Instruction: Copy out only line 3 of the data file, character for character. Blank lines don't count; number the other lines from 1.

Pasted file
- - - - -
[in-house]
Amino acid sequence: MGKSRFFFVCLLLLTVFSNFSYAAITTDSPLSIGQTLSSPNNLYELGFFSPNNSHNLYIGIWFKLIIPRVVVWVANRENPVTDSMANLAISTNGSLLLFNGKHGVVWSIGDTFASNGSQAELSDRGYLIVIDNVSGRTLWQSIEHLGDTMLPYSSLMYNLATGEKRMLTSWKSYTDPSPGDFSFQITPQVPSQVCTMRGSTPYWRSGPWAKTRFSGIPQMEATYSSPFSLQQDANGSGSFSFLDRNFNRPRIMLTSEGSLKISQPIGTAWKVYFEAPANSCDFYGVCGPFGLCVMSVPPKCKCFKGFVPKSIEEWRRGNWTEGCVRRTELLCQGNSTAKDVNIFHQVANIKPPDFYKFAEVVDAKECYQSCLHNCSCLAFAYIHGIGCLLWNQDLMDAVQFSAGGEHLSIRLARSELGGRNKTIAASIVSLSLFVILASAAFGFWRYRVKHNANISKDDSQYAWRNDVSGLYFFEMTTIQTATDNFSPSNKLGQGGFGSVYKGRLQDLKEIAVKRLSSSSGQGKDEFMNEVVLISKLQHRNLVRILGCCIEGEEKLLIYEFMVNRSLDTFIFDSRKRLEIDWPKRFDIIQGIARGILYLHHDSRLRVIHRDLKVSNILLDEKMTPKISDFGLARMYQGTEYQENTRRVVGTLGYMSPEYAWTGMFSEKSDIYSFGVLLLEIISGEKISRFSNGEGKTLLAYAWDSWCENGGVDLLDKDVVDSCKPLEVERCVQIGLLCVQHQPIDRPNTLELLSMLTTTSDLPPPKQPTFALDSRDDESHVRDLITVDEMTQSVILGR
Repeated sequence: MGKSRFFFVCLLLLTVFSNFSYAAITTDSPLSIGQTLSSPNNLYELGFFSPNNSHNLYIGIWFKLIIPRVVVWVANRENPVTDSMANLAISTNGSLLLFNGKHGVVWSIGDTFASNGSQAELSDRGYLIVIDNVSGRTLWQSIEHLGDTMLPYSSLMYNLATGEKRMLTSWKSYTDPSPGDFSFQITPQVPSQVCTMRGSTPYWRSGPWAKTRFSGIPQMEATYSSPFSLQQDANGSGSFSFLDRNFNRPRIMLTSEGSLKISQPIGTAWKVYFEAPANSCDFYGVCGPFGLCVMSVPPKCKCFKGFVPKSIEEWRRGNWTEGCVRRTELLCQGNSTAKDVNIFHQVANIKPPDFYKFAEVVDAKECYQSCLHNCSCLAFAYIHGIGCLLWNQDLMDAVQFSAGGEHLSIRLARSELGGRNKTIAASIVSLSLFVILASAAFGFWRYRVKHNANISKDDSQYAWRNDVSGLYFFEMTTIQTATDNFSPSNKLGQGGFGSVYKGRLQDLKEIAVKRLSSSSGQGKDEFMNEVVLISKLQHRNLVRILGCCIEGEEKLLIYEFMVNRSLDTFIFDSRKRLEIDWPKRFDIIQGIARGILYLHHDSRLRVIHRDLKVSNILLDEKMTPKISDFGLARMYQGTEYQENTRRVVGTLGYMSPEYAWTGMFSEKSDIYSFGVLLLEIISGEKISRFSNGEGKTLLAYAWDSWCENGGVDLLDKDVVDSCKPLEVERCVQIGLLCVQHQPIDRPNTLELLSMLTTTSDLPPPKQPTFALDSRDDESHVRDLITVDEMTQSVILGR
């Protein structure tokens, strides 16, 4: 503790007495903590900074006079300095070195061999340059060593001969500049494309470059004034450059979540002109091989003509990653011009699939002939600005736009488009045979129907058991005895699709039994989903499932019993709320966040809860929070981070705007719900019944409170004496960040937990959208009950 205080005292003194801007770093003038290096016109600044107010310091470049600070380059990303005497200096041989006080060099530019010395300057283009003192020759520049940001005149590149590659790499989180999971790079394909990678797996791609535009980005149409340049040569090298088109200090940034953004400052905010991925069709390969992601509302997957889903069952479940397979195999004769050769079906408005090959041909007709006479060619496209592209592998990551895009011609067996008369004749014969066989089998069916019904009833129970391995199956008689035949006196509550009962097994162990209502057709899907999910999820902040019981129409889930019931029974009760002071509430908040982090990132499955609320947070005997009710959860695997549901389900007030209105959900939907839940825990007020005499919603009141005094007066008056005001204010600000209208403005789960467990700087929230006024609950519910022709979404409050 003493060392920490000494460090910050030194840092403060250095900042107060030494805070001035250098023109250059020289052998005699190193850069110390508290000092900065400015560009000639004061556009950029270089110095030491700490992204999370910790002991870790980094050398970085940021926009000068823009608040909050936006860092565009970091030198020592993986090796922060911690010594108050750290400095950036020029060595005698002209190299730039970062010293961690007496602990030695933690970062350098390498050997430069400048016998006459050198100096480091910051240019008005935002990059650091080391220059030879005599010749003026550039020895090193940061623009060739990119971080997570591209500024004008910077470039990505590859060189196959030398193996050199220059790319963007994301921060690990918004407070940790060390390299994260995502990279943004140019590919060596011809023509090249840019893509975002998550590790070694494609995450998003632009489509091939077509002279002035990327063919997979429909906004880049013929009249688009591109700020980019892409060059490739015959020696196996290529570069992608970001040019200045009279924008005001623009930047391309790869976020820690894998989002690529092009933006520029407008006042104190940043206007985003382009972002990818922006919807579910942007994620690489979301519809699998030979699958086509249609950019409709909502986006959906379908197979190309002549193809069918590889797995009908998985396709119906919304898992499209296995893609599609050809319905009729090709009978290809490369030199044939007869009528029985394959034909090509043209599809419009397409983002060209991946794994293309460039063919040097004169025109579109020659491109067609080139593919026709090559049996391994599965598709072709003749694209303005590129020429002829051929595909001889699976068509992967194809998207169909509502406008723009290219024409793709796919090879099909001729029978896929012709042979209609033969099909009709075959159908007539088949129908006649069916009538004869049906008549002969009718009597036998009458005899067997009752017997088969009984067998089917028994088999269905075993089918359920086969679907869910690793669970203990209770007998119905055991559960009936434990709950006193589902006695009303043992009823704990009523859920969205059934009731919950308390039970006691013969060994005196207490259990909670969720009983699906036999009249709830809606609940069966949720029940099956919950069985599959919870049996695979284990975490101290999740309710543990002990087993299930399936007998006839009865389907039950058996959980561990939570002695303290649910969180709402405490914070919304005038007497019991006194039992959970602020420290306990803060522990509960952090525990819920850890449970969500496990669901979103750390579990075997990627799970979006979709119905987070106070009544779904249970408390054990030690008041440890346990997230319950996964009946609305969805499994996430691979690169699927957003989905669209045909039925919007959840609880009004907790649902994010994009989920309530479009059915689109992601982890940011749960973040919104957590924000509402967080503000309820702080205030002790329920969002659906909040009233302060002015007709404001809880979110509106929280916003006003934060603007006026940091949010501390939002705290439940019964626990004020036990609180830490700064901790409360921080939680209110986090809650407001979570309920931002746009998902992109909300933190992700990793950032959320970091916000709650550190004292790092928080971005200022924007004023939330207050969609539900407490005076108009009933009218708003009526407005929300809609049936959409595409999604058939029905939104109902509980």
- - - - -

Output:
Repeated sequence: MGKSRFFFVCLLLLTVFSNFSYAAITTDSPLSIGQTLSSPNNLYELGFFSPNNSHNLYIGIWFKLIIPRVVVWVANRENPVTDSMANLAISTNGSLLLFNGKHGVVWSIGDTFASNGSQAELSDRGYLIVIDNVSGRTLWQSIEHLGDTMLPYSSLMYNLATGEKRMLTSWKSYTDPSPGDFSFQITPQVPSQVCTMRGSTPYWRSGPWAKTRFSGIPQMEATYSSPFSLQQDANGSGSFSFLDRNFNRPRIMLTSEGSLKISQPIGTAWKVYFEAPANSCDFYGVCGPFGLCVMSVPPKCKCFKGFVPKSIEEWRRGNWTEGCVRRTELLCQGNSTAKDVNIFHQVANIKPPDFYKFAEVVDAKECYQSCLHNCSCLAFAYIHGIGCLLWNQDLMDAVQFSAGGEHLSIRLARSELGGRNKTIAASIVSLSLFVILASAAFGFWRYRVKHNANISKDDSQYAWRNDVSGLYFFEMTTIQTATDNFSPSNKLGQGGFGSVYKGRLQDLKEIAVKRLSSSSGQGKDEFMNEVVLISKLQHRNLVRILGCCIEGEEKLLIYEFMVNRSLDTFIFDSRKRLEIDWPKRFDIIQGIARGILYLHHDSRLRVIHRDLKVSNILLDEKMTPKISDFGLARMYQGTEYQENTRRVVGTLGYMSPEYAWTGMFSEKSDIYSFGVLLLEIISGEKISRFSNGEGKTLLAYAWDSWCENGGVDLLDKDVVDSCKPLEVERCVQIGLLCVQHQPIDRPNTLELLSMLTTTSDLPPPKQPTFALDSRDDESHVRDLITVDEMTQSVILGR